I was granted free legal aid, and spoke with a lawyer, who said I might win the case, but I would have to pay court costs if I didn’t. So, I decided against taking legal action. Apart from the uncertainty of the case, I didn’t feel too good about taking an old woman and her daughter to court, and it would have caused my family and I anxiety too.

So, I lost everything. The only bill they were left with was for eight hundred euros, to a farmer for timber. So, they acquired a seventy square meter, fully insulated, double-glazed, winter-liveable barn for eight hundred euros, and worth some fifteen or twenty thousand, while I was left three thousand five hundred euros in debt, and living in a small, rented apartment after two months of homelessness.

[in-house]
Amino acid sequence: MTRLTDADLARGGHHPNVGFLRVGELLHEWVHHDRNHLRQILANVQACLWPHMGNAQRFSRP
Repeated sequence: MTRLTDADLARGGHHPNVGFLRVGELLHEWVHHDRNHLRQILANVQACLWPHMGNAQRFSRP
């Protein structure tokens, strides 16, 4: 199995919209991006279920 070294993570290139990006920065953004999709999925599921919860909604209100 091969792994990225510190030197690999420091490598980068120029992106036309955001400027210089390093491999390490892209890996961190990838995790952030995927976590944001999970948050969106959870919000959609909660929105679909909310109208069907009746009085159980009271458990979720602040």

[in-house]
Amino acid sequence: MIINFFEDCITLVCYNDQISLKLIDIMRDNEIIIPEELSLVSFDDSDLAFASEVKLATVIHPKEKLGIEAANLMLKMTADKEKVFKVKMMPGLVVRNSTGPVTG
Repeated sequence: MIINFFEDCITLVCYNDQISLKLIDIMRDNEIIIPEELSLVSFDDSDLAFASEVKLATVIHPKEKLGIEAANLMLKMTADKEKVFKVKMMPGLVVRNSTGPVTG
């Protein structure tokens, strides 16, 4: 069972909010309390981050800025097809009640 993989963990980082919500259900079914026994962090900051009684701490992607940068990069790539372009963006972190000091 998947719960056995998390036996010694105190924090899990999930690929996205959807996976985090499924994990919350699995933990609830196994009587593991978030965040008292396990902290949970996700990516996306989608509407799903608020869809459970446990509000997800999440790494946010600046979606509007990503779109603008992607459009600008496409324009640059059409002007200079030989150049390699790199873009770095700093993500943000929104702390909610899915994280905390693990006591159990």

Even though I lost the barn, the experience had the upside of allowing me to do physical exercise and be outside, so I’m grateful for the experience on some level. Anyway, I wonder what I was thinking; abandoning everything to live in middle of nowhere on a derelict farm, with an old woman and her somewhat troubled daughter as my only company. I know they must have regarded me as a troubled soul too, so I should have seen it coming, and I probably would have, if I had not been such a desperate, troubled soul. Although I don’t consider myself so lucky in life, I suppose I generate my own bad luck at times.

While I was living in the barn, Fat died. I was drawing a human skull on a design for an anti-war poster when mum called to tell me. As with so many events in my life, learning of his passing was enveloped within a strange surrealism, as though an other-worldly presence had participated in delivering the news.